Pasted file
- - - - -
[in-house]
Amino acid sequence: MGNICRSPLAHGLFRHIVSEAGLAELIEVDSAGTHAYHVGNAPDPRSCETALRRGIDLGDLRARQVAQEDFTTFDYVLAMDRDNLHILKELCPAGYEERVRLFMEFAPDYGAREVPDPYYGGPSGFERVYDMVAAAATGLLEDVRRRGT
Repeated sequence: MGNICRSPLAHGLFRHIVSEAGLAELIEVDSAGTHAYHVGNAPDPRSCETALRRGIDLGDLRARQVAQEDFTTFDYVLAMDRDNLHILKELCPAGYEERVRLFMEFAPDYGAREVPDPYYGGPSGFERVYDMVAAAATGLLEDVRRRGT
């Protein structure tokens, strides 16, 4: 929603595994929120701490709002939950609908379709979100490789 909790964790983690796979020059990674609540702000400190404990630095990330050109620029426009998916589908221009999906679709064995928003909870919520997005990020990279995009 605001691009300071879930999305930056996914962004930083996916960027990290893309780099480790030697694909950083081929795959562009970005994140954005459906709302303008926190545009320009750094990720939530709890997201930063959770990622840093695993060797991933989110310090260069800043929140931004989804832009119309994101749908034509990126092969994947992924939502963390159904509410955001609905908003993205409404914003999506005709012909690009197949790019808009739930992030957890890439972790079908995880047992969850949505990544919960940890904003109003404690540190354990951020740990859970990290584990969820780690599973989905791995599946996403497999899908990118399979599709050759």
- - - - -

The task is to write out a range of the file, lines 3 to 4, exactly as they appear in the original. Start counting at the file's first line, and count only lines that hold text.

Repeated sequence: MGNICRSPLAHGLFRHIVSEAGLAELIEVDSAGTHAYHVGNAPDPRSCETALRRGIDLGDLRARQVAQEDFTTFDYVLAMDRDNLHILKELCPAGYEERVRLFMEFAPDYGAREVPDPYYGGPSGFERVYDMVAAAATGLLEDVRRRGT
């Protein structure tokens, strides 16, 4: 929603595994929120701490709002939950609908379709979100490789 909790964790983690796979020059990674609540702000400190404990630095990330050109620029426009998916589908221009999906679709064995928003909870919520997005990020990279995009 605001691009300071879930999305930056996914962004930083996916960027990290893309780099480790030697694909950083081929795959562009970005994140954005459906709302303008926190545009320009750094990720939530709890997201930063959770990622840093695993060797991933989110310090260069800043929140931004989804832009119309994101749908034509990126092969994947992924939502963390159904509410955001609905908003993205409404914003999506005709012909690009197949790019808009739930992030957890890439972790079908995880047992969850949505990544919960940890904003109003404690540190354990951020740990859970990290584990969820780690599973989905791995599946996403497999899908990118399979599709050759």